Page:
GREEN Ocean Corp Bhd, a palm kernel crusher, and process engineering firm Lipochem (M) Sdn Bhd are seeking government funds to help develop more cost-efficient "waste-to-energy" technology beneficial to the oil palm industry.
There are about 400 palm oil mills in the country. These mills emit methane from retention ponds after oil extraction. Estate owners are looking for cost effective ways to trap methane from the mill sludge to fuel up steam turbines and generate electricity, a renewable source of clean energy.
"We've approached the Ministry of Energy, Green Technology and Water to be part of a pilot plant project to develop more cost-efficient methods to turn greenhouse gas into clean energy," Green Ocean managing director Lee Byoung Jin said.
"Our process engineering partner, Lipochem, has the expertise to build the 21st century pilot plant. But we'll need some financial assistance from the government because this waste-to-energy project will benefit the overall oil palm industry," he told Business Times when met at the inaugural Korea-Malaysia Bio-energy Forum in Kuala Lumpur yesterday.
Also present was Lipochem managing director Koh Pak Meng. "With active involvement from the government, we hope to start work on the pilot plant within the Klang Valley. The enhance digester reactor, capable of generating 500 kilowatts (KW) per hour, can cost up to RM10 million," Koh said.
South Korean Ambassador to Malaysia, Yang Bong Ryull, who officiated at the seminar, said that many investors were keen to invest in green technology.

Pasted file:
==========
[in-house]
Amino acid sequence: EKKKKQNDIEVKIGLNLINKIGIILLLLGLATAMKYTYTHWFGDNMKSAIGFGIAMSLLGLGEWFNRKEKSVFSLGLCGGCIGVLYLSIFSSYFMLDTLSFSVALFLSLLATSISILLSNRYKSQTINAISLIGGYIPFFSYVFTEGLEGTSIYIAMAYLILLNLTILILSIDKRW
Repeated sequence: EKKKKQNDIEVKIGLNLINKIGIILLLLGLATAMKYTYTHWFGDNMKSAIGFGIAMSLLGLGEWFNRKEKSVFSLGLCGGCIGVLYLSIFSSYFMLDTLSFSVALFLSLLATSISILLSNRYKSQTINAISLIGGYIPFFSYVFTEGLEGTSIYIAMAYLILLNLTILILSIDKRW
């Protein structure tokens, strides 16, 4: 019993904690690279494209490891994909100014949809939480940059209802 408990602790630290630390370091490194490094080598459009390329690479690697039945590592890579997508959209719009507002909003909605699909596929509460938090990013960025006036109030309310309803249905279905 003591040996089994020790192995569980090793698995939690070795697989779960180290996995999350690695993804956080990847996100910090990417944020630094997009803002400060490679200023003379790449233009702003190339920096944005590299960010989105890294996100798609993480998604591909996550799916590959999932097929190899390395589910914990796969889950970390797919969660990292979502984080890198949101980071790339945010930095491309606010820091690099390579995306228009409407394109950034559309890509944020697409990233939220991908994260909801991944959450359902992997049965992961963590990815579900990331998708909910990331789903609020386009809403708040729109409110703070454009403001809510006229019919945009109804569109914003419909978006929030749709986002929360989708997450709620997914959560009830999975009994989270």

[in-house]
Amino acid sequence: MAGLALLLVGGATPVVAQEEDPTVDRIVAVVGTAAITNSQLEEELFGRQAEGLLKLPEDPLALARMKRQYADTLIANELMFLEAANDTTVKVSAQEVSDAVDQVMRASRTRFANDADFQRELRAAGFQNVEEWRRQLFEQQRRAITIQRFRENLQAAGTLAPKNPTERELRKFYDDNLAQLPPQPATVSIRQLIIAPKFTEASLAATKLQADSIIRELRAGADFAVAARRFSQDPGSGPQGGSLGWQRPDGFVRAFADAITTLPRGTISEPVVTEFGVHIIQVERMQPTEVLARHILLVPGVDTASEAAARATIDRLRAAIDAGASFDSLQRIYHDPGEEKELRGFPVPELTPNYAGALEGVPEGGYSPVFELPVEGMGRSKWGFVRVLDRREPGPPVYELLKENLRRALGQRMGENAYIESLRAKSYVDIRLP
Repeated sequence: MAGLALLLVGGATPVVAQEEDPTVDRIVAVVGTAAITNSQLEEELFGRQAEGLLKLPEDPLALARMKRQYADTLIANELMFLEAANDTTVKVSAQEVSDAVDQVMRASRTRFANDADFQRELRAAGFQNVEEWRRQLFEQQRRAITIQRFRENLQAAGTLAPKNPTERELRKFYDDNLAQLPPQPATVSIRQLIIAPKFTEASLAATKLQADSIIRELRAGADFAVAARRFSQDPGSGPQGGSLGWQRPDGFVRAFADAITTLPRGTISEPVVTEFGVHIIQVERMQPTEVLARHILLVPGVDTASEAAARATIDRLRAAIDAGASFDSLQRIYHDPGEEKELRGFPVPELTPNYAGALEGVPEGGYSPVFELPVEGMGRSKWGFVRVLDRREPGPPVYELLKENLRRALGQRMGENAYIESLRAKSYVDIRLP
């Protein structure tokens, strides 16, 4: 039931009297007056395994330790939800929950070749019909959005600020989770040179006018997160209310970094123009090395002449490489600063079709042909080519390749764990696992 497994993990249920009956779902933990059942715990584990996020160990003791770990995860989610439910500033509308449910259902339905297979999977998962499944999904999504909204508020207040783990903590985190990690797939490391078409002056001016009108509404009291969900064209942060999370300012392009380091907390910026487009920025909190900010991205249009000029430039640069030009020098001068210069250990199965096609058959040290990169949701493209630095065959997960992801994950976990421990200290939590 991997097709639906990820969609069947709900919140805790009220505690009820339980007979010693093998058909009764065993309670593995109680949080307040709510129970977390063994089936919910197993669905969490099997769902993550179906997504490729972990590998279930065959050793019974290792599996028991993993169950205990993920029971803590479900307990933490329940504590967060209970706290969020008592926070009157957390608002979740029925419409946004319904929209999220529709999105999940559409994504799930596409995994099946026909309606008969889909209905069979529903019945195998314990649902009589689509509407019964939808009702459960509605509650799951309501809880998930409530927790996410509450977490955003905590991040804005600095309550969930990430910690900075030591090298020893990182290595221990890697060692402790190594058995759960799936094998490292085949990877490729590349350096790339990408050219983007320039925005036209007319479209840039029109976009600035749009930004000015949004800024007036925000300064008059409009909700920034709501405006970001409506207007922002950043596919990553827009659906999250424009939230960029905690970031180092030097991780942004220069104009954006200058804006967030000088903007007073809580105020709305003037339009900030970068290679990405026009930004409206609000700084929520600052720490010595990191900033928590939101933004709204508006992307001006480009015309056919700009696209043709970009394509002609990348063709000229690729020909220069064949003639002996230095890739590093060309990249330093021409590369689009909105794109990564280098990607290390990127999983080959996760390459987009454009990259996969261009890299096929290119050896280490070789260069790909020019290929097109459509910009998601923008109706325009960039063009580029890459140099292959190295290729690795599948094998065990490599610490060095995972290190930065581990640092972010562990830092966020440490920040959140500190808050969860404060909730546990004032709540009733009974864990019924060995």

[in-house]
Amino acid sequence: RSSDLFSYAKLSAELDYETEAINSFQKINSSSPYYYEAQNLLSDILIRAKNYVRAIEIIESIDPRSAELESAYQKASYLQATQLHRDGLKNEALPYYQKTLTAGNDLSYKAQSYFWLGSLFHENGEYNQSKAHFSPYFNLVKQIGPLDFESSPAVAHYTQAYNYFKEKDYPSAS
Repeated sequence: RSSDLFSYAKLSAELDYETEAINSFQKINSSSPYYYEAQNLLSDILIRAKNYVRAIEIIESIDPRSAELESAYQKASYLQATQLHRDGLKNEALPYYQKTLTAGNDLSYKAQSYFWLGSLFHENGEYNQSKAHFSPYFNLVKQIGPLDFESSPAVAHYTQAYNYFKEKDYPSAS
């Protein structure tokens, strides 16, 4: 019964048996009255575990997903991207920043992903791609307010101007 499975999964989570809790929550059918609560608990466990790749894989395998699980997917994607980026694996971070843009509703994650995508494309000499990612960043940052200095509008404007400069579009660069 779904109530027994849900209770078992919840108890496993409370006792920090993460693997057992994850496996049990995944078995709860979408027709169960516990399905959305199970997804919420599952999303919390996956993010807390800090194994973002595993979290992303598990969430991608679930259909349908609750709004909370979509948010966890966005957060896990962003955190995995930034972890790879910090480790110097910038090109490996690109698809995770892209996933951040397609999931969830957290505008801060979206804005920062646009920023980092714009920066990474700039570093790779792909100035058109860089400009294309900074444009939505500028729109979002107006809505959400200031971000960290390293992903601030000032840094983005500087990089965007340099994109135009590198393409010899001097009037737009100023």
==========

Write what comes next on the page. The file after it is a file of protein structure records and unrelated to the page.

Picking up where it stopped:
Last week, POIC Sabah Sdn Bhd chief executive Dr Pang Teck Wai disclosed that South Korean investors Global Bio-Diesel Sdn Bhd and Eco Biomass Energy Sdn Bhd, which together had invested some RM500 million at the Lahad Datu Palm Oil Industrial Cluster, were facing difficulties in selling biodiesel and sourcing biomass to generate electricity.
In response, Yang said: "Due to the global economic downturn, the operations have not picked up." Asked if the investors might give up and pull out of Malaysia, he replied: "Although I'm a bit worried, I'm also quite positive that they will stay. The investment climate (including incentives) here is good. It is actually the global economic slowdown that has affected their operations."
In South Korea, the Ministry of Environment has announced that it may launch a pilot greenhouse gas emission trading scheme as early as December next year to encourage pollution control.
The Korea Exchange (KRX) will serve as a platform for carbon emission trading, also known as cap and trade.Under the scheme, participating organisations will be issued the right to emit a specific amount of pollutant set by the government. They can trade remaining allowances or buy carbon credits from those who pollute less.
The three-year pilot scheme will see the participation of 14 local governments, 446 public organisations, 29 workplaces and 166 retailers in South Korea.